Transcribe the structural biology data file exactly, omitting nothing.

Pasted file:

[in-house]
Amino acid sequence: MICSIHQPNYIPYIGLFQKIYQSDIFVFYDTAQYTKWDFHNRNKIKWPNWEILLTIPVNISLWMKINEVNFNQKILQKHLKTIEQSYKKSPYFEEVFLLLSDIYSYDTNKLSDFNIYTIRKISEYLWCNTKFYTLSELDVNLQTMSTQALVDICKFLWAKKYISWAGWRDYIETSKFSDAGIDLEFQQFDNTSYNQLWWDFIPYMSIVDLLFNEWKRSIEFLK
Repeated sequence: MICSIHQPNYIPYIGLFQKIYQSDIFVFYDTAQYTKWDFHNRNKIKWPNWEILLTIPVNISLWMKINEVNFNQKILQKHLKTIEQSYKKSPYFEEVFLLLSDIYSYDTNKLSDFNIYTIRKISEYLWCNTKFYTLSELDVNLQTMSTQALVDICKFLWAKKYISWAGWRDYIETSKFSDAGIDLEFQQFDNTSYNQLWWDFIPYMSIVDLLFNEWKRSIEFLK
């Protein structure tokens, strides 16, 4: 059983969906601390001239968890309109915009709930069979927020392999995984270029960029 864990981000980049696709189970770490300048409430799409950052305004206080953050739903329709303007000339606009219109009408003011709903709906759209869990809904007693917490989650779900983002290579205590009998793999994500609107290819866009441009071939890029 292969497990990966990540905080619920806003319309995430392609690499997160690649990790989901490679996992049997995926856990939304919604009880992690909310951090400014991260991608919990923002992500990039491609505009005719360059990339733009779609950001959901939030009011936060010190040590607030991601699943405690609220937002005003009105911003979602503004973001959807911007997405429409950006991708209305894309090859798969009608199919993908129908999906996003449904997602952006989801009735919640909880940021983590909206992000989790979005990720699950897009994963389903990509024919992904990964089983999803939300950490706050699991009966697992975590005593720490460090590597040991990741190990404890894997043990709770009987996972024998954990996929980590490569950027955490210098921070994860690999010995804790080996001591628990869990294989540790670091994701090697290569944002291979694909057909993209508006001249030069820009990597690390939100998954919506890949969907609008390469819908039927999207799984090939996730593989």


[in-house]
Amino acid sequence: MICSIHQPNYIPYIGLFQKIYQSDIFVFYDTAQYTKWDFHNRNKIKWPNWEILLTIPVNISLWMKINEVNFNQKILQKHLKTIEQSYKKSPYFEEVFLLLSDIYSYDTNKLSDFNIYTIRKISEYLWCNTKFYTLSELDVNLQTMSTQALVDICKFLWAKKYISWAGWRDYIETSKFSDAGIDLEFQQFDNTSYNQLWWDFIPYMSIVDLLFNEWKRSIEFLK
Repeated sequence: MICSIHQPNYIPYIGLFQKIYQSDIFVFYDTAQYTKWDFHNRNKIKWPNWEILLTIPVNISLWMKINEVNFNQKILQKHLKTIEQSYKKSPYFEEVFLLLSDIYSYDTNKLSDFNIYTIRKISEYLWCNTKFYTLSELDVNLQTMSTQALVDICKFLWAKKYISWAGWRDYIETSKFSDAGIDLEFQQFDNTSYNQLWWDFIPYMSIVDLLFNEWKRSIEFLK
């Protein structure tokens, strides 16, 4: 059983969906601390001239968890309109915009709930069979927020392999995984270029960029 864990981000980049696709189970770490300048409430799409950052305004206080953050739903329709303007000339606009219109009408003011709903709906759209869990809904007693917490989650779900983002290579205590009998793999994500609107290819866009441009071939890029 292969497990990966990540905080619920806003319309995430392609690499997160690649990790989901490679996992049997995926856990939304919604009880992690909310951090400014991260991608919990923002992500990039491609505009005719360059990339733009779609950001959901939030009011936060010190040590607030991601699943405690609220937002005003009105911003979602503004973001959807911007997405429409950006991708209305894309090859798969009608199919993908129908999906996003449904997602952006989801009735919640909880940021983590909206992000989790979005990720699950897009994963389903990509024919992904990964089983999803939300950490706050699991009966697992975590005593720490460090590597040991990741190990404890894997043990709770009987996972024998954990996929980590490569950027955490210098921070994860690999010995804790080996001591628990869990294989540790670091994701090697290569944002291979694909057909993209508006001249030069820009990597690390939100998954919506890949969907609008390469819908039927999207799984090939996730593989």